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Region’s NHS working hard to reduce waiting times

North East and North Cumbria trusts are ranked top nationally for performance against key waiting times for A&E and treatment within 18 weeks - according to data which has been released.

Across the North East and North Cumbria the data also shows that the region’s NHS is performing above the national average across most key waiting time standards.

Despite unprecedented pressures, data for July shows that 81.7 per cent of patients spent less than four hours from arrival to transfer, admission or discharge in the region’s A&E departments. This compares to a national average of 77.7 per cent (the national standard all trusts are expected to achieve is 95 per cent).

Two of the region’s trusts have performed particularly well in relation to the A&E four hour waiting time standard. Northumbria Healthcare NHS Foundation Trust ranked first in the country with 92 per cent of patients spending less than four hours in A&E and Newcastle upon Tyne Hospitals NHS Foundation Trust ranked 11th. Emergency departments across the region cared for more than 127,235 people in July alone.

There are also some signs of recovery too with the number of people waiting more than 52 weeks starting to reduce in recent months and the percentage of people being treated within 18 weeks increasing across the North East and North Cumbria. This is despite hospitals and others services including primary care and ambulance services - experiencing one of its busiest summers ever.  

Three of the region’s trusts are also in the top five in the country for the percentage of patients treated within 18 weeks at the end of June.

Northumbria Healthcare NHS Foundation Trust has ranked first in the country with 88.9 per cent of patients treated within 18 weeks, North Tees and Hartlepool NHS Foundation Trust ranked second with 88.6% of patients and South Tyneside and Sunderland NHS Foundation Trust ranked fourth with 88.2%. This compares to an England average of 68.8% (and a national standard of 92%). This ranking excludes mental health and specialist NHS trusts.

Dame Jackie Daniel and Lyn Simpson are joint chairs of the North East and North Cumbria Provider Collaborative. The collaborative includes ambulance, hospital/community and mental health trusts across the region who have come together to share their expertise and improve access to services for people across the region.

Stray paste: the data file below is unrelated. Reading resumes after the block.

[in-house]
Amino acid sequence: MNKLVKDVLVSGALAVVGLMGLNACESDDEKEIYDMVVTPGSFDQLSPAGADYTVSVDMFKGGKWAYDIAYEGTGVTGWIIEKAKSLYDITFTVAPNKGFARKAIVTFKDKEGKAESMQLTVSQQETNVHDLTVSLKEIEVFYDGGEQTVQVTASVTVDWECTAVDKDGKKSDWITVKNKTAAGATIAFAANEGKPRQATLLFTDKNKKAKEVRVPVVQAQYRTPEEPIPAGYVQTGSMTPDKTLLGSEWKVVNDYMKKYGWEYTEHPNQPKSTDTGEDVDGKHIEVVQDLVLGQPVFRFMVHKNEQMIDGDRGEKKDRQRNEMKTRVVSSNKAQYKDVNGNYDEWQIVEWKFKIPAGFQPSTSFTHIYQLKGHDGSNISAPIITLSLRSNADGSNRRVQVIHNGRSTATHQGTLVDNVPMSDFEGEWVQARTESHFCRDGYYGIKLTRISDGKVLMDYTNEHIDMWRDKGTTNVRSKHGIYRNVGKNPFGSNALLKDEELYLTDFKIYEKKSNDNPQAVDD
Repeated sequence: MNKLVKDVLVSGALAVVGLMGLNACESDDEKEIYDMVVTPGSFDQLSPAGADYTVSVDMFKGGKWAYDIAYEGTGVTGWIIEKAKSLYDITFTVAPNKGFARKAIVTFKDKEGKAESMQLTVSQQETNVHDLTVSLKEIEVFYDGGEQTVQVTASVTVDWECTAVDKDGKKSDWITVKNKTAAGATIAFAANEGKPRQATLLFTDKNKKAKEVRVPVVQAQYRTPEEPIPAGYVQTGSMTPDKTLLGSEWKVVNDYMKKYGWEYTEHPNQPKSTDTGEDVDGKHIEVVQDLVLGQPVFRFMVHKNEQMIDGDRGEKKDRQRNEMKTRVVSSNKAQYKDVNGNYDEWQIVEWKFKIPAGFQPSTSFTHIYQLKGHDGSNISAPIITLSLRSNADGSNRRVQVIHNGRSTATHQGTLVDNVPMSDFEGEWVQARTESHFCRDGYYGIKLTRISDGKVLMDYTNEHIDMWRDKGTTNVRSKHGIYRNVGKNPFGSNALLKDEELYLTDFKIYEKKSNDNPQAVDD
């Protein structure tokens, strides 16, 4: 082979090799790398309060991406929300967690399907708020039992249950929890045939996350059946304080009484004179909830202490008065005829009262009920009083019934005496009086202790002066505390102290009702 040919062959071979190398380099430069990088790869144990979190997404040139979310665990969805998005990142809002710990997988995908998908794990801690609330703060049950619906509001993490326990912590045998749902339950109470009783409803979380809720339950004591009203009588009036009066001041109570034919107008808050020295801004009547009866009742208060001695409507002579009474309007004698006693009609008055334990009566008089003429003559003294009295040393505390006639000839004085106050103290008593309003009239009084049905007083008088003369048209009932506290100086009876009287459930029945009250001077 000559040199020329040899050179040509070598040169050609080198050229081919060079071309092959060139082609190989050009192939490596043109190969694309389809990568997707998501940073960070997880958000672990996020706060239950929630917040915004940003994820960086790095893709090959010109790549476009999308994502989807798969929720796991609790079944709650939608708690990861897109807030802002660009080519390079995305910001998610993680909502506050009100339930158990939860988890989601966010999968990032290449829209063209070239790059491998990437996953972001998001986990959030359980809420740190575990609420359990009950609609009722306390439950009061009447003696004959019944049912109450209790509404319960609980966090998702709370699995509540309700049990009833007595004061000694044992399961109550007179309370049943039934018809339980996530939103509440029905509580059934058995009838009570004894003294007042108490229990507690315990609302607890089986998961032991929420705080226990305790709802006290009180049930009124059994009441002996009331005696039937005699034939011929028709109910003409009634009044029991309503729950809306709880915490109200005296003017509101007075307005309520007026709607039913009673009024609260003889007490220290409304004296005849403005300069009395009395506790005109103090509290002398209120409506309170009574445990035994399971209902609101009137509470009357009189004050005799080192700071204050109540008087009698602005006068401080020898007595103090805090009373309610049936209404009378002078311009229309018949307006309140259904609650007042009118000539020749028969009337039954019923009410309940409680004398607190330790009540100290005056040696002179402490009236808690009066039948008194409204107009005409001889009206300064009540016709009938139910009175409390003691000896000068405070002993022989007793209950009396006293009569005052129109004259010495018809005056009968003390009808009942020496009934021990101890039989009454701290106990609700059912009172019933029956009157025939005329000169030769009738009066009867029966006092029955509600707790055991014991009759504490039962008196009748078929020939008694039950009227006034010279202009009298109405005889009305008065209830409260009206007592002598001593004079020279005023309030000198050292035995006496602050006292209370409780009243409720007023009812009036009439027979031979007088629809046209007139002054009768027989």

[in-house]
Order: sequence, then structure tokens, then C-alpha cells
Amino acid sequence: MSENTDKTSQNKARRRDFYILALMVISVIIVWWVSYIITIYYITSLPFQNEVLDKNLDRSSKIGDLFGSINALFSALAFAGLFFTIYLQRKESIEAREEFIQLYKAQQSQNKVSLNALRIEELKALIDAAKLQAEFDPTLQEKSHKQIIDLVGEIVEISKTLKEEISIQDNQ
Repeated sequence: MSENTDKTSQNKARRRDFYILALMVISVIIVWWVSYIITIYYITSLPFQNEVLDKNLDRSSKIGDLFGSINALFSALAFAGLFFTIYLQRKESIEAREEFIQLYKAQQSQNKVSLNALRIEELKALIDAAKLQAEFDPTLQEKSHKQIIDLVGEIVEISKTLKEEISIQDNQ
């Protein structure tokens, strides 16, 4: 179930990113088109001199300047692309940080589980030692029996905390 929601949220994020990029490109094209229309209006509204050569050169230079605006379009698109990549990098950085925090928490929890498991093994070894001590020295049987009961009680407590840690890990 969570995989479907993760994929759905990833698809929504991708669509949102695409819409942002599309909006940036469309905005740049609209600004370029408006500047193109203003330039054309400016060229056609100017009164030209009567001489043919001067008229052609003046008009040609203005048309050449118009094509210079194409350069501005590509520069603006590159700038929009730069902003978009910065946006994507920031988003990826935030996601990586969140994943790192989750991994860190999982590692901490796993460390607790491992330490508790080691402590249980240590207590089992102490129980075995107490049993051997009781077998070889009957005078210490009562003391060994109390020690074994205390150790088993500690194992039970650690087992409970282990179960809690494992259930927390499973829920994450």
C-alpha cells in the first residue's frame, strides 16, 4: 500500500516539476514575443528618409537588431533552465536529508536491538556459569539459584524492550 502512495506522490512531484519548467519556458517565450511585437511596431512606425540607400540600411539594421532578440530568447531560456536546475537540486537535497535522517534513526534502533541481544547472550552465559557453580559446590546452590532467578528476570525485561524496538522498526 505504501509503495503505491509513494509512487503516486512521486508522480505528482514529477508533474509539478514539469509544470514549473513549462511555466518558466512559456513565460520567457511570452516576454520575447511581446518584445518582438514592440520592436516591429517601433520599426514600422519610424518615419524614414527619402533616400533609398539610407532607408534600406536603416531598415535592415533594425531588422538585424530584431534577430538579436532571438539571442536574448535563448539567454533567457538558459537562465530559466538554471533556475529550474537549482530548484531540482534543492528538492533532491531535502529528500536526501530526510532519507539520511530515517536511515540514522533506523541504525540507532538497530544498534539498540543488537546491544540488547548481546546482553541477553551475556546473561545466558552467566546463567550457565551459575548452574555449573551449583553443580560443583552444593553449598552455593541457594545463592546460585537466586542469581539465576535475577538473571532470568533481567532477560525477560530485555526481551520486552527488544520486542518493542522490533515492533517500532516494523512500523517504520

Dame Jackie Daniel said: “To see trusts in our region performing in the top nationally and our region performing above the England average is a testament to all our front-line teams who have worked tirelessly over the past 18 months in the most challenging of circumstances. I would like to express our thanks to each and every one of them. 

“This also reflects the collaborative working across our region too. We have, by working together, managed to maintain a significant amount of activity across all our organisations throughout the pandemic and this joined-up approach will be vital as we move forward in our recovery too.

“However, there is still a way for us to go before we get back to where we were before the pandemic, and we know that many people are waiting longer for treatment than any of us would want, which is frustrating and worrying for them.

“We do still face many challenges as we continue to adhere to strict infection control procedure, address the backlog that has built up, and more recently we have seen unprecedent demand for services too. I would like to reassure people we are doing everything we can to tackle these challenges.”  

Lyn Simpson added: “Our communities are always at the heart of everything we do and we don’t underestimate the personal impact on patients and their loved ones where treatment has been delayed. That’s why we are all committed to working together across all our organisations to prioritise those patients with the most urgent clinical need, those waiting the longest and on ensuring equal access to treatment for those parts of our communities which have been hardest hit by the pandemic.”

Lyn Simpson added: “I would like to thank all our communities for their support for the NHS over the past year. Even doing the simple things makes a difference so please keep it up. Such as letting us know if you can’t make an appointment so we can offer it to someone else, or remembering to wear a mask, wash your hands and social distance when visiting any healthcare settings. Our staff do appreciate it.

“The NHS is here if you need us, so please don’t delay seeking advice and support, but do think about what the best services is for your needs  - whether that’s your pharmacist, GP, 111.nhs.uk, and only if your condition is life threatening, your emergency department.” 

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